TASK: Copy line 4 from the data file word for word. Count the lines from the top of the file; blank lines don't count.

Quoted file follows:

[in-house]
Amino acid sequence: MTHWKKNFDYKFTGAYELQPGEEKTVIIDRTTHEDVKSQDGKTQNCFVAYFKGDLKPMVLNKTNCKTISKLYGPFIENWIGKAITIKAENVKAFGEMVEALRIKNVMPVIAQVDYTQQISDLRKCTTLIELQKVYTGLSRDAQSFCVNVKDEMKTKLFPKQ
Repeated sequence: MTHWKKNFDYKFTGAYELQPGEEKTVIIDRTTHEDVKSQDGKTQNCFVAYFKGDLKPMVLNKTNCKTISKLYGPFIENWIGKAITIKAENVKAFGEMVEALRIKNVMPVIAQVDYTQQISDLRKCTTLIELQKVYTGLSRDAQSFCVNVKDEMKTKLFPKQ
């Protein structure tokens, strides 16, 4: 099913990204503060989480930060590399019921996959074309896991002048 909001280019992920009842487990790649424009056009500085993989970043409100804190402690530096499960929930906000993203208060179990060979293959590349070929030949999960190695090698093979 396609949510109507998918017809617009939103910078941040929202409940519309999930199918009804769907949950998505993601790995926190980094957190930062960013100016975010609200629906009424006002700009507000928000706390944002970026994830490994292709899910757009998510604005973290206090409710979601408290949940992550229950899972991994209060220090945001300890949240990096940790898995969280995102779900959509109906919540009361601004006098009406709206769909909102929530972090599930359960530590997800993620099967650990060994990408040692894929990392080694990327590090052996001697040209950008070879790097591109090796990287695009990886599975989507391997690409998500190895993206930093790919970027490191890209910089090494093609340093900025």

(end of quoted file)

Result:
């Protein structure tokens, strides 16, 4: 099913990204503060989480930060590399019921996959074309896991002048 909001280019992920009842487990790649424009056009500085993989970043409100804190402690530096499960929930906000993203208060179990060979293959590349070929030949999960190695090698093979 396609949510109507998918017809617009939103910078941040929202409940519309999930199918009804769907949950998505993601790995926190980094957190930062960013100016975010609200629906009424006002700009507000928000706390944002970026994830490994292709899910757009998510604005973290206090409710979601408290949940992550229950899972991994209060220090945001300890949240990096940790898995969280995102779900959509109906919540009361601004006098009406709206769909909102929530972090599930359960530590997800993620099967650990060994990408040692894929990392080694990327590090052996001697040209950008070879790097591109090796990287695009990886599975989507391997690409998500190895993206930093790919970027490191890209910089090494093609340093900025």